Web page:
After remixing two Robyn tracks, Stockholm producer Mr. Tophat decided to go direct to the source for this trio of nu-disco house floor-fillers. While each song could stand alone as its own 12-inch — they span nine to 15 minutes apiece — together, they suggest that Robyn is still more interested in deconstructing the disco diva persona than offering up a followup to her 2010 neo-pop classic Body Talk.
As with recent collaborations with Röyksopp and La Bagatelle Magique, Trust Me finds the singer taking a back seat to her collaborators — the title track is the closest thing to a new Robyn song here and, though a perfectly fine club track, it's also the EP's weakest offering. Far better are the vaguely dubby "Right Time" and the epic "Disco Davato," which sees Mr. Tophat let loose, distorting his partner-in-crime's vocals to the point that they become indecipherable. Meanwhile, his instrumentals showcase the crisp, stripped house style heard on his many collaborations with fellow Karlovak Recordings founder Art Alfie.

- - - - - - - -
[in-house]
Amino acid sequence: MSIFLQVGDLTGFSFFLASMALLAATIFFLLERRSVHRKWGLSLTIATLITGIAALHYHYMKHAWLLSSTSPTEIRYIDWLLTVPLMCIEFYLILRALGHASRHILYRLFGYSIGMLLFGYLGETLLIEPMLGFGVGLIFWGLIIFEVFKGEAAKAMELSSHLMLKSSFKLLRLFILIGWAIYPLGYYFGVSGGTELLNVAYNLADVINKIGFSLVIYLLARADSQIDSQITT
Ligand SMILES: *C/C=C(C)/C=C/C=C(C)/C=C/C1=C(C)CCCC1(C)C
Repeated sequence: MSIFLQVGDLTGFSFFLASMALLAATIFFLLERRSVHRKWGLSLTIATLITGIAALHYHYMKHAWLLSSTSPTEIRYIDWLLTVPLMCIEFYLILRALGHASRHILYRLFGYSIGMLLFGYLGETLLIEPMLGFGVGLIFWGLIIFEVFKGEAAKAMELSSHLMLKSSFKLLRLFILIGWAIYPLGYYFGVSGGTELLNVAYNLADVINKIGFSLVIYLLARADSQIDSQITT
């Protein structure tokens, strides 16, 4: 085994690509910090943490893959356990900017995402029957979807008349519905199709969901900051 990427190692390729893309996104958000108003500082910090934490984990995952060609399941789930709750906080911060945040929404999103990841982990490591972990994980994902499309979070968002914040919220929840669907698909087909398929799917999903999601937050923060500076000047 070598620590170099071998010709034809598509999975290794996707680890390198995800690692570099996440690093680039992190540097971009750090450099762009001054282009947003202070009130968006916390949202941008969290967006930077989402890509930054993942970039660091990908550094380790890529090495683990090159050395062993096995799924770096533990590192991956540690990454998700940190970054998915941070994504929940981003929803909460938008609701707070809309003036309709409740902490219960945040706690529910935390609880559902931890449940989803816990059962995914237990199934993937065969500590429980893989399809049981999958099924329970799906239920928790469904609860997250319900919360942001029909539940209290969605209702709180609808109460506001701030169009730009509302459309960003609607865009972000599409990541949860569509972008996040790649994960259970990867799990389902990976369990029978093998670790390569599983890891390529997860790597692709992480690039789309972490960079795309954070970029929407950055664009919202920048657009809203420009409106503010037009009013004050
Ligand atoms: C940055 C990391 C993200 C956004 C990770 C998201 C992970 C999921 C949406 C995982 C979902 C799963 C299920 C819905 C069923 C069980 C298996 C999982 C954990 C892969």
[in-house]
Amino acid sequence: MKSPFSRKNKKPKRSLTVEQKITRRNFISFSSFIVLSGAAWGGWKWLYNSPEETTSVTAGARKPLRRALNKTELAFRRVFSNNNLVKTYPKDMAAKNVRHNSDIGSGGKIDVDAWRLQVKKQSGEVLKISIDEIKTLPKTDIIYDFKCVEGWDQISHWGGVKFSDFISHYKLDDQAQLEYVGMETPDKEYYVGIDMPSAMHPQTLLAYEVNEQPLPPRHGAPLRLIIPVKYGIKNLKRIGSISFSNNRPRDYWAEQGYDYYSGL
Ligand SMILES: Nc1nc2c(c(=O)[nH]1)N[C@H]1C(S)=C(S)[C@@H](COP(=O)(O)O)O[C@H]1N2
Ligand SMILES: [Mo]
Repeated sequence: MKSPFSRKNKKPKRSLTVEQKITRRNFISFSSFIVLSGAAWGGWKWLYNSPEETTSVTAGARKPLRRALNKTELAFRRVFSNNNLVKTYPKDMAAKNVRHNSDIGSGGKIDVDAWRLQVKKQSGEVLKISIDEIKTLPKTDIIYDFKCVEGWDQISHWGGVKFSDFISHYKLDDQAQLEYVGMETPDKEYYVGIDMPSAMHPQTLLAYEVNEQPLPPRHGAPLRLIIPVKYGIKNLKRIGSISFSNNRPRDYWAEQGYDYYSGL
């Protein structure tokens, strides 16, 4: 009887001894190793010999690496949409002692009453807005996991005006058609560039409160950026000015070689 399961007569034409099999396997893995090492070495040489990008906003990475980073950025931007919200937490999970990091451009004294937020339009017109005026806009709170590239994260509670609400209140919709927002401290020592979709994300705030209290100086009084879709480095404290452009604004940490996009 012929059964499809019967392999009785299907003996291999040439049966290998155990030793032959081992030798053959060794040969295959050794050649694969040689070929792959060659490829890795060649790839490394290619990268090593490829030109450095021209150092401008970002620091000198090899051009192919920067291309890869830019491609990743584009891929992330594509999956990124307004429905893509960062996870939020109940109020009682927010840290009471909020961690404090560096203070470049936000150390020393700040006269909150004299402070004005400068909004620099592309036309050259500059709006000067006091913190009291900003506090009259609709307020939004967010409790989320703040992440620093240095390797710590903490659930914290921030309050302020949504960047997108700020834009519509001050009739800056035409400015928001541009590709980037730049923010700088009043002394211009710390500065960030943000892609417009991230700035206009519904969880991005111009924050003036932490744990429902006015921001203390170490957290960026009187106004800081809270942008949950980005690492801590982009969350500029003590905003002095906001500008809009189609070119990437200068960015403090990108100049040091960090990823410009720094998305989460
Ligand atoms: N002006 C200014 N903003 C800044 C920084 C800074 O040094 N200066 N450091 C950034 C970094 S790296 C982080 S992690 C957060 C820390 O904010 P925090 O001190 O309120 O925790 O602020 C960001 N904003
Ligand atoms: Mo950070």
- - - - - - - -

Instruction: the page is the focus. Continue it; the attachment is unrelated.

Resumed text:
One can't help but feel let down by the collaboration, though. Robyn's post-Body Talk work has been typified by a willingness to break free of pop forms in favour of exploring new sounds. Mr. Tophat, though a top-notch producer and DJ, is far more formal in his approach, and there's a conservative bent to these three songs that belie the emotional catharsis we've come expect from Robyn.
Though billed as a Mr. Tophat project first and foremost, Trust Me is ultimately weighed down by his collaborator's past triumphs. Though they are no doubt killer floor-fillers, outside the club, these three songs can't quite hold listeners' attention. (Smalltown Supersound)